|A portrait of Charles Weston, benefactor of the parish of St. John’s church before and after restoration. He suffered from rheumatism in the head and at home always wore an ordinary cotton handkerchief stiffly starched, as protection against cold
A group of 12 oil paintings, three lithographs, five pencil sketches and 30 photographs, which were in the vestry of St. John’s church and in pretty poor shape, have been given a new lease of life by a six-member team of Intach-trained restorers. They were responsible for restoring Zoffany’s painting of the Last Supper in the same church under German restorer Renate Kant.
These works will be opened before the public at a ceremony in the church at 4 pm on Saturday.
Intach had earlier restored the exterior of the church and a wooden spiral staircase inside. This time, the cost of restoring the works was shared by the church, Intach and the Rotary Club of Calcutta, Chowringhee. G.M. Kapur, state convenor, Intach, said the portraits are of priests or vicars of the church but sadly, all of them could not be identified. There is a painting of Christ on the cross which was faded, fragile and damaged. Among the photographs there is a certified copy of Zoffany’s self-portrait. There is also a photograph of a portrait of Warren Hastings.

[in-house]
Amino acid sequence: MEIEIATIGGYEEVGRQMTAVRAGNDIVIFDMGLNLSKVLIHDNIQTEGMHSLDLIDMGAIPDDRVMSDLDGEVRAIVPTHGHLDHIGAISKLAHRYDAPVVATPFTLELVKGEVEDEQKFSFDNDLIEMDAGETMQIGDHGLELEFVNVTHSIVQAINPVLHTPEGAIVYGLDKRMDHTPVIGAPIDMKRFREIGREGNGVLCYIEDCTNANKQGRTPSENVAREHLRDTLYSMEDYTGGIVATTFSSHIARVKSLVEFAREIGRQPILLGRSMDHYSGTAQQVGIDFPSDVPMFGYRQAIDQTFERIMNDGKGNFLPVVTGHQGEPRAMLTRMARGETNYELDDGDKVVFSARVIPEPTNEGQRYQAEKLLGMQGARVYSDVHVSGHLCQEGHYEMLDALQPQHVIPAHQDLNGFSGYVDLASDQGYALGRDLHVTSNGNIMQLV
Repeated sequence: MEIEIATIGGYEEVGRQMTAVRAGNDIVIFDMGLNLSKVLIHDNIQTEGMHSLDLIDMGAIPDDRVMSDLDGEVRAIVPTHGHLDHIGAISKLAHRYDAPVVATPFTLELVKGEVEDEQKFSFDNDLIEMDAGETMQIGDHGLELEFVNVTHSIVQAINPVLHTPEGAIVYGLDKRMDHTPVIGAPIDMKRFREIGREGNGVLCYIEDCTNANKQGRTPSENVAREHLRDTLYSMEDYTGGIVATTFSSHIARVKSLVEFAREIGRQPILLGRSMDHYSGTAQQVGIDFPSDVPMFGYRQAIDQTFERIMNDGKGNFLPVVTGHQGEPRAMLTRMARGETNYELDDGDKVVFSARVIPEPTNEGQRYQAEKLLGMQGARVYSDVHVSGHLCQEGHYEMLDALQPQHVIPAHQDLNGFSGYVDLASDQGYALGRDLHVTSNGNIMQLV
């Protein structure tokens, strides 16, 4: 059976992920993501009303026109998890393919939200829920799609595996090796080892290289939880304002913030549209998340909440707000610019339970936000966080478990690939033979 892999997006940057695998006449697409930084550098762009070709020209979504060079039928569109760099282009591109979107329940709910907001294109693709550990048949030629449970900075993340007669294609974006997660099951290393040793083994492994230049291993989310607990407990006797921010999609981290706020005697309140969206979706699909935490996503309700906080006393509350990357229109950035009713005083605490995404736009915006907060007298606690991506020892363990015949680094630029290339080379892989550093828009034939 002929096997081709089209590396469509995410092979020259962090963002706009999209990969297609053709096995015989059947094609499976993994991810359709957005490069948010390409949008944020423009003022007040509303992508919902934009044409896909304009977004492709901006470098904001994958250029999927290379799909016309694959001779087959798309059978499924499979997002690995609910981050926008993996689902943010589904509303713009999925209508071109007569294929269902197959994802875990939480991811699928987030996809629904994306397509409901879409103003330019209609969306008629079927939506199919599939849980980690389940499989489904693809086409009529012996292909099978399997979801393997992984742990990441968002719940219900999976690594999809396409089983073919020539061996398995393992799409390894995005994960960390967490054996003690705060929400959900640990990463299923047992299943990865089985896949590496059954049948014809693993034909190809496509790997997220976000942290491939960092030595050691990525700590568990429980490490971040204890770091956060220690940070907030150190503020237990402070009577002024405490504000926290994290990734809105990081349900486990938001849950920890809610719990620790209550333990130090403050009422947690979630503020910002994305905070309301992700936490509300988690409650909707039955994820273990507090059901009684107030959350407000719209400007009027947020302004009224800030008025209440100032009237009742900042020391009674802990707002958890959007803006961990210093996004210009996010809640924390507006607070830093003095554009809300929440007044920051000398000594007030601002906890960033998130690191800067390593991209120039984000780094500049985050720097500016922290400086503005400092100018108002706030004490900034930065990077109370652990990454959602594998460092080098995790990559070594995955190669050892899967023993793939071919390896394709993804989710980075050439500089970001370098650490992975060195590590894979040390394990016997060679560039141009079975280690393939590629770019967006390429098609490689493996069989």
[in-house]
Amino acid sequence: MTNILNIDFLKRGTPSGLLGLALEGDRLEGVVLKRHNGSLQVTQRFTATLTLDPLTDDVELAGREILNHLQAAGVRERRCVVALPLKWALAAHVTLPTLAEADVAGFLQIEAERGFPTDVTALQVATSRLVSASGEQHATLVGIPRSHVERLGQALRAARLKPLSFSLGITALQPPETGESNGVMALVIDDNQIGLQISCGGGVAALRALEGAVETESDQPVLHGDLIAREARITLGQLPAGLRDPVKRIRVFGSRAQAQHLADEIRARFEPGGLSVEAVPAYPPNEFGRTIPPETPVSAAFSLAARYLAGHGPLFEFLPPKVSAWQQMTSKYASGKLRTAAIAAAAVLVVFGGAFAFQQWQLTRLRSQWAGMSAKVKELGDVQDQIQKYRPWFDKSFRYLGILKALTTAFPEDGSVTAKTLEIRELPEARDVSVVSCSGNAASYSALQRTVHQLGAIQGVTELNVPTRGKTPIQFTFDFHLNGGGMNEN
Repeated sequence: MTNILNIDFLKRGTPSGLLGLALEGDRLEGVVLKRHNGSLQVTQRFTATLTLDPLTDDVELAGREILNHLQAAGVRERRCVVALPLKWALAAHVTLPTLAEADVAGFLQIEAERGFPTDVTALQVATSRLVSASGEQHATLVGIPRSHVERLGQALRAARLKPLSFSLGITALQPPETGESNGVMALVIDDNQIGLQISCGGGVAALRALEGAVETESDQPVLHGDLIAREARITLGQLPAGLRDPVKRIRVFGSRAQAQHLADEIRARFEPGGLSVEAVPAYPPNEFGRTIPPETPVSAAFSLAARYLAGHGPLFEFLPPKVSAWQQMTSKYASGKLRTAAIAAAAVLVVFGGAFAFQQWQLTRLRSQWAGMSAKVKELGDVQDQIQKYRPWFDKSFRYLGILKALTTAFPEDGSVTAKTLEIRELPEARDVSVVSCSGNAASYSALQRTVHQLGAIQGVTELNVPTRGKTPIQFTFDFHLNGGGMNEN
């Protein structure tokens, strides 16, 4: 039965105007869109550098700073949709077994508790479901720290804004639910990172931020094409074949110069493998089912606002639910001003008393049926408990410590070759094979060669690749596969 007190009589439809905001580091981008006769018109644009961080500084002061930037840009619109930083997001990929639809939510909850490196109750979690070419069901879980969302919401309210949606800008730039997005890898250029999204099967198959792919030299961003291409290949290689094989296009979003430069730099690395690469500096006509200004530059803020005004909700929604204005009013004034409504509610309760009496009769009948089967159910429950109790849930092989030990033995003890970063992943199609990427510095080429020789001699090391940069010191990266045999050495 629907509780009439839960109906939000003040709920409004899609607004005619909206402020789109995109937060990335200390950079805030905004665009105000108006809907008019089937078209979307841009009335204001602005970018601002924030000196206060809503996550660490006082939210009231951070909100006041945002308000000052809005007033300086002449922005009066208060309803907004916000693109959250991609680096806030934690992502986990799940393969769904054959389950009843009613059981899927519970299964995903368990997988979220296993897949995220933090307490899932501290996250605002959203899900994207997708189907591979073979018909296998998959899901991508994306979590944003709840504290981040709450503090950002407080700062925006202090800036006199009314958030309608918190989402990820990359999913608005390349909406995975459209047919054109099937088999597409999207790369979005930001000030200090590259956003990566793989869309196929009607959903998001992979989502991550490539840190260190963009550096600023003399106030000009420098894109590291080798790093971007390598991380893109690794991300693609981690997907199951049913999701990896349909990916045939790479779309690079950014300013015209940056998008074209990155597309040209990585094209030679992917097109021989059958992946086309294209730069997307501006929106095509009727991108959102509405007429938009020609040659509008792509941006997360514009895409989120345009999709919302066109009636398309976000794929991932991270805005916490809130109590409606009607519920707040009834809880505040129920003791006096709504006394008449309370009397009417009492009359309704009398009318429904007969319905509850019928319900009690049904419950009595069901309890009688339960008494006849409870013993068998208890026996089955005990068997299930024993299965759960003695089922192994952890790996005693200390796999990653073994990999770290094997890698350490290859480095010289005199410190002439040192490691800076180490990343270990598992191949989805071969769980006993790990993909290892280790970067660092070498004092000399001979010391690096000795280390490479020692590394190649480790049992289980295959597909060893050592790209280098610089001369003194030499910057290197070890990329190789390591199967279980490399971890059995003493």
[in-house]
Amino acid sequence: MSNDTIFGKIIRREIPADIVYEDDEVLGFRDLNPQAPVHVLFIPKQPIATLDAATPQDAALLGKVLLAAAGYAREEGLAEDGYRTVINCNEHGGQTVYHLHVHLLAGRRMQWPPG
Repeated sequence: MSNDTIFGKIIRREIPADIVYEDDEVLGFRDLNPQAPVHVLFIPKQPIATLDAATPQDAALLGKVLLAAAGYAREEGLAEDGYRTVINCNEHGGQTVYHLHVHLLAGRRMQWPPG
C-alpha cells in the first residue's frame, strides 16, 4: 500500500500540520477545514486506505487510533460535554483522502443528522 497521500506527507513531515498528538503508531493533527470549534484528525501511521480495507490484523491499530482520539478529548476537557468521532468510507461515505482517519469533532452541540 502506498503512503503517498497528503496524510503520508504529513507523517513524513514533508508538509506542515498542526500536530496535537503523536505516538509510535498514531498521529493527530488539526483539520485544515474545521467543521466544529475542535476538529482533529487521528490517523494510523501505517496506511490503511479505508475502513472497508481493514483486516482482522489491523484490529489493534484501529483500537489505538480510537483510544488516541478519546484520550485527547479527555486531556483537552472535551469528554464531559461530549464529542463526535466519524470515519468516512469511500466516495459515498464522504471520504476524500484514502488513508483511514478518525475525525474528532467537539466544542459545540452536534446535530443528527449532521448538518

Of the oil paintings, eight had been previously restored. The rest were brittle and their canvas showed signs of wear and tear. These were mended. Only five of the paintings had captions. Although these are not masterworks they should be of interest to those studying history as these are portraits of clergymen. The most interesting of these is a painting of Charles Weston, benefactor of the parish of St John’s church.
According to the caption, “He suffered from rheumatism in the head and at home always wore an ordinary cotton handkerchief stiffly starched, as protection against cold.”
Of the photographs, there is a group shot of the bishops of India, Burma and Ceylon taken in January 1935, and single prints of a senior chaplain, an archdeacon of Calcutta and of Mary Cooper, a great benefactress of St. John’s.